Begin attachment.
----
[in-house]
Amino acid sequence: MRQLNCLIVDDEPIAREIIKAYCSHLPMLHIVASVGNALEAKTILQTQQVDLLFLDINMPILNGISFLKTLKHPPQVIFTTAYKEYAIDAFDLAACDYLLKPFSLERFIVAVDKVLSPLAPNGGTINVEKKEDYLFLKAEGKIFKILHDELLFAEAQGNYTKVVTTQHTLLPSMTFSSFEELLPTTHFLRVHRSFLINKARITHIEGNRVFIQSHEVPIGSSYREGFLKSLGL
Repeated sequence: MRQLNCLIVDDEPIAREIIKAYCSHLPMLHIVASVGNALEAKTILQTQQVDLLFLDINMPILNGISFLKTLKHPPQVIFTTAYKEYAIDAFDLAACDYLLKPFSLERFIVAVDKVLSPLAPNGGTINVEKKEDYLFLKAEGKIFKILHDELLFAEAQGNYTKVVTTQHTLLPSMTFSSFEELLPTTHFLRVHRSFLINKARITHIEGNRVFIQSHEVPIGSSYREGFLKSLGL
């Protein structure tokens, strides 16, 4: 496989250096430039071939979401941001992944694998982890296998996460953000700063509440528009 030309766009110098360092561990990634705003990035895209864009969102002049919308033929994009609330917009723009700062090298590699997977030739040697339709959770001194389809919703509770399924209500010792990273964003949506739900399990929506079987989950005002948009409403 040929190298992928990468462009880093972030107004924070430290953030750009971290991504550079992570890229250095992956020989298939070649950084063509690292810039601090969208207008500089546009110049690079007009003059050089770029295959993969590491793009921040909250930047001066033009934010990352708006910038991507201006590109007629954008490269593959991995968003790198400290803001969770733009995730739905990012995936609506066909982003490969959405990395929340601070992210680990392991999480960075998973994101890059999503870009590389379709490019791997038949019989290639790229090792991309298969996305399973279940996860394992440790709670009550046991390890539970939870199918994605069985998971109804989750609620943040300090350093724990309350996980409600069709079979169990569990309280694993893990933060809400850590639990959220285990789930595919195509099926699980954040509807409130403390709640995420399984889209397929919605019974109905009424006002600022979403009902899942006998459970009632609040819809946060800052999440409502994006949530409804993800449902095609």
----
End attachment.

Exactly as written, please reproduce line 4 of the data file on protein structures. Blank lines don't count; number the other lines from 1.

């Protein structure tokens, strides 16, 4: 496989250096430039071939979401941001992944694998982890296998996460953000700063509440528009 030309766009110098360092561990990634705003990035895209864009969102002049919308033929994009609330917009723009700062090298590699997977030739040697339709959770001194389809919703509770399924209500010792990273964003949506739900399990929506079987989950005002948009409403 040929190298992928990468462009880093972030107004924070430290953030750009971290991504550079992570890229250095992956020989298939070649950084063509690292810039601090969208207008500089546009110049690079007009003059050089770029295959993969590491793009921040909250930047001066033009934010990352708006910038991507201006590109007629954008490269593959991995968003790198400290803001969770733009995730739905990012995936609506066909982003490969959405990395929340601070992210680990392991999480960075998973994101890059999503870009590389379709490019791997038949019989290639790229090792991309298969996305399973279940996860394992440790709670009550046991390890539970939870199918994605069985998971109804989750609620943040300090350093724990309350996980409600069709079979169990569990309280694993893990933060809400850590639990959220285990789930595919195509099926699980954040509807409130403390709640995420399984889209397929919605019974109905009424006002600022979403009902899942006998459970009632609040819809946060800052999440409502994006949530409804993800449902095609």